Gerald Shea said he was leaning toward the Ball plan. He doesn't like increases in the retirement age because of differential impacts on minorities and blue collar workers. He thinks the tax increase in the Ball plan is modest, and he pointed out that the overall tax rate in the United States is low compared to other industrialized countries.
Ms. Fierst indicated that she was not in favor of a drastic benefit cut and was also reluctant to raise taxes. She stated that she was in favor of increasing both early and normal retirement age, but wants some kind of "safety net" for people who already have worked a full career by age 62.
Sylvester Schieber said he was leaning toward something like the Gramlich plan. He said any plan with significant tax increases would not receive serious consideration in Congress. He said he was not in favor of indexing the normal retirement age.
Joan Bok indicated that she was leaning toward the Ball plan, but favored further increases in the retirement age in order to reduce the amount of tax increase required. Ann Combs indicated that she was leaning toward the Gramlich plan. She thinks that individuals can compensate for reduced Social Security benefits through savings, but would not rule out the possibility of increases in tax rate or in the contribution and benefit base. She favors raising normal retirement age to 70 and to preserving current benefit levels for very low earners. Gramlich said he favored his plan.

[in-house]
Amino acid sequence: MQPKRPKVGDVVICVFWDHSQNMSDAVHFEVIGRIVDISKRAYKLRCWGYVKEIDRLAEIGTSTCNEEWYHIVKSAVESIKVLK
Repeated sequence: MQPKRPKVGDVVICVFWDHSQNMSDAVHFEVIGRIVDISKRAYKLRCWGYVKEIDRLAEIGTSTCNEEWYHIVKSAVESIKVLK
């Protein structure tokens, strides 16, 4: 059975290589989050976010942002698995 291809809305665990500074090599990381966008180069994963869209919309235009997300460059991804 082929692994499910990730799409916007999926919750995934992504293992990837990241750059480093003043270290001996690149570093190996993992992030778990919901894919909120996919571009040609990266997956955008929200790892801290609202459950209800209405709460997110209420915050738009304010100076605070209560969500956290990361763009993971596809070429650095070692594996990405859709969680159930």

Ms. Weaver said she leaned toward Gramlich's plan, but said it did not go far enough. She said Social Security should focus public resources on people in need and reduce disincentives to work and saving. She favors something more like a defined contribution plan along the lines of the Kerrey-Simpson proposal. Gloria Johnson said she favored something more like the Ball plan and was opposed to increasing the retirement age.
The Council then decided to discuss the question of increasing retirement age and the possibility of personalized retirement accounts either on a voluntary or mandatory basis as a replacement for part of the FICA tax.
The Council agreed that the current hiatus in the increase in the retirement age should be eliminated. In addition, more than half of the members thought that the ultimate normal retirement age should be raised to at least 68 with early retirement age 3 years earlier than that. In response to a question, Dave Lindeman, Executive Director of the Council, said that increasing early retirement age by itself would have little effect on the issue of cost because of the actuarial nature of the benefit reductions. Ms. Weaver pointed out that the major reason for an increase is the question of the message sent to people about how long they should be expected to work. If you continue to make benefits available at 62, people who can afford to do so will continue to retire then.